Amination of Carboxylic Acids in Water Microdroplets

Amination of Carboxylic Acids in Water Microdroplets

Author: ChemistryViews

Aromatic amines are useful building blocks in organic synthesis. There are several methods to synthesize aryl amines. One approach is based on decarbonylative amination, i.e., carboxylic acids are converted to amines (pictured). However, so far, there had been no reported direct, catalyst-free transformations of benzoic acid to aniline in water.

Microdroplets of water can serve as tiny chemical reactors with properties that differ from bulk water. For example, there can be large numbers of hydroxyl radicals at the water–gas interface of microdroplets, produced by an electric field or contact electrification.

Yifan Meng, Richard N. Zare, Stanford University, CA, USA, and Elumalai Gnanamani, Indian Institute of Technology, Roorkee, India, have performed a one-step synthesis of aniline from benzoic acid in water via decarboxylation, using in-situ generated hydroxyl radicals. The team dissolved benzoic acid and ammonium hydroxide in water. The resulting solution was injected into a droplet sprayer and nebulized, while a positive voltage was applied to the sprayer. The products prepared in the microdroplets were directly detected using high-resolution mass spectrometry.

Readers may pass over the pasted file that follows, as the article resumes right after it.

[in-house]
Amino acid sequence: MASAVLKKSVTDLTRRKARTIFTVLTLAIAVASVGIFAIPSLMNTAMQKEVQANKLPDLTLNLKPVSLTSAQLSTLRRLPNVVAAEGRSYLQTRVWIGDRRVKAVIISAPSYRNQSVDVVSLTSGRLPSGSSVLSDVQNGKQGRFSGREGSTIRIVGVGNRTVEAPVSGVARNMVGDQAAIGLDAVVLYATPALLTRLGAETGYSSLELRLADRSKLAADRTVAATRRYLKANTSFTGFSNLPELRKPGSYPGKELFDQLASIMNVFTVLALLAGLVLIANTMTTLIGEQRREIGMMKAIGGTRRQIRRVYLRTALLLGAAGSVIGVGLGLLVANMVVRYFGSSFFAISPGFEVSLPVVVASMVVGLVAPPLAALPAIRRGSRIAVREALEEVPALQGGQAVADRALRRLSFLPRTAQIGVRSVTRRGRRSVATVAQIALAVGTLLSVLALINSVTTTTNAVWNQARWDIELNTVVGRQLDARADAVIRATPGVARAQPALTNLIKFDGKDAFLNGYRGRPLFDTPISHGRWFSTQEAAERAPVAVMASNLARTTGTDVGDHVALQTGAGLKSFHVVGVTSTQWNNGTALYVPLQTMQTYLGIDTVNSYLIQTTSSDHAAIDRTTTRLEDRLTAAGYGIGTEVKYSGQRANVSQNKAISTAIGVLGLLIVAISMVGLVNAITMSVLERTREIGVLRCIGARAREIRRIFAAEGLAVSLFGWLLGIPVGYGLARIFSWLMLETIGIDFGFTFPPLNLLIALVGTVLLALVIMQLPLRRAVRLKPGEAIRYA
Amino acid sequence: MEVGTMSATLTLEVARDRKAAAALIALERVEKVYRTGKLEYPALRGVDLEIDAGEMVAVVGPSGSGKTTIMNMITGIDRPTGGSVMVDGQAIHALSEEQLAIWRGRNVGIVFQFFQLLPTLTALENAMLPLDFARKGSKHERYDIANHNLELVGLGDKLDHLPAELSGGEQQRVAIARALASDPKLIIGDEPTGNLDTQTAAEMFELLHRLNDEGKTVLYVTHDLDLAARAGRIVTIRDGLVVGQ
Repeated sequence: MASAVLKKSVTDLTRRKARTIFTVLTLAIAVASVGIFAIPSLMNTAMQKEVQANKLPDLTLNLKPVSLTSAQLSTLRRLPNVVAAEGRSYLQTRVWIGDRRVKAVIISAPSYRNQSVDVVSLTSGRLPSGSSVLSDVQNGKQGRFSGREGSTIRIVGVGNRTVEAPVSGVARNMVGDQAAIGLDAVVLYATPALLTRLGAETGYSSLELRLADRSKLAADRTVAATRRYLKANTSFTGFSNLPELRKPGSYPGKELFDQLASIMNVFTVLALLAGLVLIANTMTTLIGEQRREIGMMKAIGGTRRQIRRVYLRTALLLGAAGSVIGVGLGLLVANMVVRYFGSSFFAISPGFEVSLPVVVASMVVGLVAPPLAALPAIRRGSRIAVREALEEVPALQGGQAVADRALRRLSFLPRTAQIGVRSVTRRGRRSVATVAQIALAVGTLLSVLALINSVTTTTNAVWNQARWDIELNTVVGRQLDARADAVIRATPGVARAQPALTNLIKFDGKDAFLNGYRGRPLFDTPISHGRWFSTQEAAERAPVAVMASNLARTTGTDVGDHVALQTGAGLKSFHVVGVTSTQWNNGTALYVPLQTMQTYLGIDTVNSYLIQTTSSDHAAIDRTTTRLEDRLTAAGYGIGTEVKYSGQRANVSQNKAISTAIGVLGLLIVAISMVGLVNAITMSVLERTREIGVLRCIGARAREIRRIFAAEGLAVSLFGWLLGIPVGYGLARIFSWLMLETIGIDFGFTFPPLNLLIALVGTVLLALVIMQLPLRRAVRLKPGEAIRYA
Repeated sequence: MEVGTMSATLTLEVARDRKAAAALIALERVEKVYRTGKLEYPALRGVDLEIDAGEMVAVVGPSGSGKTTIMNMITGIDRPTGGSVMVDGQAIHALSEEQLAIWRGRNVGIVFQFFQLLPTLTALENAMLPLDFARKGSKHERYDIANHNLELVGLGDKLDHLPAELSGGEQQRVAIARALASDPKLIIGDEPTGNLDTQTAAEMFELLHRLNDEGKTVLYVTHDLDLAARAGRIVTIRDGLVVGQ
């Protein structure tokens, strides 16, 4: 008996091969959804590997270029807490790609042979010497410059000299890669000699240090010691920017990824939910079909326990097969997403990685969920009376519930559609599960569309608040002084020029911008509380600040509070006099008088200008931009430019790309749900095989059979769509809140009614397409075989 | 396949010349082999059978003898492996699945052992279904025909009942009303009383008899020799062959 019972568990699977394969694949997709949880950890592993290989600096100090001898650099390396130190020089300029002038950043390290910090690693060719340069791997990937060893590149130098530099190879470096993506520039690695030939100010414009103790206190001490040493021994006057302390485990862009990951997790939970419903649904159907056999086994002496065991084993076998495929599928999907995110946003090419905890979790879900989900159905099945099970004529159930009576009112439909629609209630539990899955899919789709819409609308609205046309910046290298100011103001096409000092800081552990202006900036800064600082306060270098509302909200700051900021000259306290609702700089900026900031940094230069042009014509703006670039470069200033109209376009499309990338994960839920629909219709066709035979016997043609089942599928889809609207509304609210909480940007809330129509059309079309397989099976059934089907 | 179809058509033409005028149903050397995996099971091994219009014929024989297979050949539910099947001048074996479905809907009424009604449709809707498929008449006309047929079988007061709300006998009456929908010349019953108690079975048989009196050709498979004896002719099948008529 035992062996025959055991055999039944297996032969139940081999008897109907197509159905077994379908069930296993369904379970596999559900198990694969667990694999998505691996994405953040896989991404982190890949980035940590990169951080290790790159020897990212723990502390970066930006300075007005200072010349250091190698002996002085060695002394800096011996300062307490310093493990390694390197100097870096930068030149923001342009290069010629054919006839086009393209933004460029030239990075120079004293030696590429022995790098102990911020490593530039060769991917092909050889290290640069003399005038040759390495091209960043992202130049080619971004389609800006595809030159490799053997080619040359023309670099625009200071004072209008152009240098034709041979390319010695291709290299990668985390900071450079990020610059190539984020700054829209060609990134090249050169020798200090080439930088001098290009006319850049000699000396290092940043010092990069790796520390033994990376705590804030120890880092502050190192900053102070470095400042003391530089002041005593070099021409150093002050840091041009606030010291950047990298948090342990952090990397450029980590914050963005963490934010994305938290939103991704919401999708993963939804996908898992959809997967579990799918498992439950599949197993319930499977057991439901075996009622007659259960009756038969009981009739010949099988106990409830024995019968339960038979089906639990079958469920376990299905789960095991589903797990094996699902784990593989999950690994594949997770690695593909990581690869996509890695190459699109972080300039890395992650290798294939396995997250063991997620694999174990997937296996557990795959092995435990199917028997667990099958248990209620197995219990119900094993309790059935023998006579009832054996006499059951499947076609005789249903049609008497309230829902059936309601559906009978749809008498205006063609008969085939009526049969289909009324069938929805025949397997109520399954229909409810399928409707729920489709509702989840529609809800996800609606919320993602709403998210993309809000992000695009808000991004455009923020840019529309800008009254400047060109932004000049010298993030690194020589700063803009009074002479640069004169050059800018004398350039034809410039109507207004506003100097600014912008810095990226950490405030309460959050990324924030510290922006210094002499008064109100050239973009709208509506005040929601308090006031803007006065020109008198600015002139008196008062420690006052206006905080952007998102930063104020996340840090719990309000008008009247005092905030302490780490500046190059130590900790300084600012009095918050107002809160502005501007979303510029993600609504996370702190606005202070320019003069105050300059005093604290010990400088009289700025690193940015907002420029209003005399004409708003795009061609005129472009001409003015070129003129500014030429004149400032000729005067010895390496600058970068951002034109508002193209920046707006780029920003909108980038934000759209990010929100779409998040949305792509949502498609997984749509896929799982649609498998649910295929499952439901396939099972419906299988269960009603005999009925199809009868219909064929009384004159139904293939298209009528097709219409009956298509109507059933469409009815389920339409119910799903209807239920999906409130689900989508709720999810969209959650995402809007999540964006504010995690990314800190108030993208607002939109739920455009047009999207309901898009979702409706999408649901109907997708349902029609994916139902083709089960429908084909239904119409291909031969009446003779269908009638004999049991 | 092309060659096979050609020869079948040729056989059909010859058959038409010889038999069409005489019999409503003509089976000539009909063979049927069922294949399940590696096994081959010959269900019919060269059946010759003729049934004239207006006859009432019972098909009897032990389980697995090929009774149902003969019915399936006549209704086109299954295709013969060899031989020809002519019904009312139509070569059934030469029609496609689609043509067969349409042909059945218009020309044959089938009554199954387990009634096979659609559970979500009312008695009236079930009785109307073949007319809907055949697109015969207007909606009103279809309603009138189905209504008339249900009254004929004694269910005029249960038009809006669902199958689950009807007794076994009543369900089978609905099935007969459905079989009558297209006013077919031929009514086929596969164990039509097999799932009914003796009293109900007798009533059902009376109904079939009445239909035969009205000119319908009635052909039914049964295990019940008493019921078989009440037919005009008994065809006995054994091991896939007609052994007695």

The researchers found that small amounts of aniline were obtained. The scope of the reaction also includes electron-rich, electron-deficient, and polyaromatic carboxylic acids as well as primary and secondary amines. The transformation proceeds at room temperature and does not require organic solvents or metal catalysts.

The team proposes a reaction mechanism that involves the formation of NR2OH via a reaction of the amine with hydroxyl radicals. This intermediate reacts with the carboxylic acid to form an isocyanate. The desired aryl amine is then obtained via hydrolysis and CO2 loss.


 

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